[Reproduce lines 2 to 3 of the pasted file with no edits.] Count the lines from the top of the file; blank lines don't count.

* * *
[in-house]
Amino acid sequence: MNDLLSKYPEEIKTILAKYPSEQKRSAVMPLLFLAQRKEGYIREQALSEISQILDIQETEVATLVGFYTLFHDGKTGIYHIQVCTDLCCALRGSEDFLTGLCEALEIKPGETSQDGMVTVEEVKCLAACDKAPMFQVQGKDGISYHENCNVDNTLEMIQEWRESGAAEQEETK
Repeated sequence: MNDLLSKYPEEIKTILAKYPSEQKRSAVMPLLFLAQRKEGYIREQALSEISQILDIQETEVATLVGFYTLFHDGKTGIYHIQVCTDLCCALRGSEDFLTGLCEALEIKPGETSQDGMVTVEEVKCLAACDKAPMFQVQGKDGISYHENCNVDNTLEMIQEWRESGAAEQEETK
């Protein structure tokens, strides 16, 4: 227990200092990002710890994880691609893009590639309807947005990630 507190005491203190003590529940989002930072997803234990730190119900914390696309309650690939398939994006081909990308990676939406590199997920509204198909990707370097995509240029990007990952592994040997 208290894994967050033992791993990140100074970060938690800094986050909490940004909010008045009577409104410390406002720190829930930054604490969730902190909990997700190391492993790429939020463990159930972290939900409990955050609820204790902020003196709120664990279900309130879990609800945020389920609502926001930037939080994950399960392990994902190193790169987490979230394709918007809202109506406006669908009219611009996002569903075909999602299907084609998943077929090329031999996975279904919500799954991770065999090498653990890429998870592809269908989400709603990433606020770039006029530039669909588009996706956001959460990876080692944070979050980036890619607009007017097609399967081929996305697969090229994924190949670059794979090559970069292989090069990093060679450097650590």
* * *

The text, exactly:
Amino acid sequence: MNDLLSKYPEEIKTILAKYPSEQKRSAVMPLLFLAQRKEGYIREQALSEISQILDIQETEVATLVGFYTLFHDGKTGIYHIQVCTDLCCALRGSEDFLTGLCEALEIKPGETSQDGMVTVEEVKCLAACDKAPMFQVQGKDGISYHENCNVDNTLEMIQEWRESGAAEQEETK
Repeated sequence: MNDLLSKYPEEIKTILAKYPSEQKRSAVMPLLFLAQRKEGYIREQALSEISQILDIQETEVATLVGFYTLFHDGKTGIYHIQVCTDLCCALRGSEDFLTGLCEALEIKPGETSQDGMVTVEEVKCLAACDKAPMFQVQGKDGISYHENCNVDNTLEMIQEWRESGAAEQEETK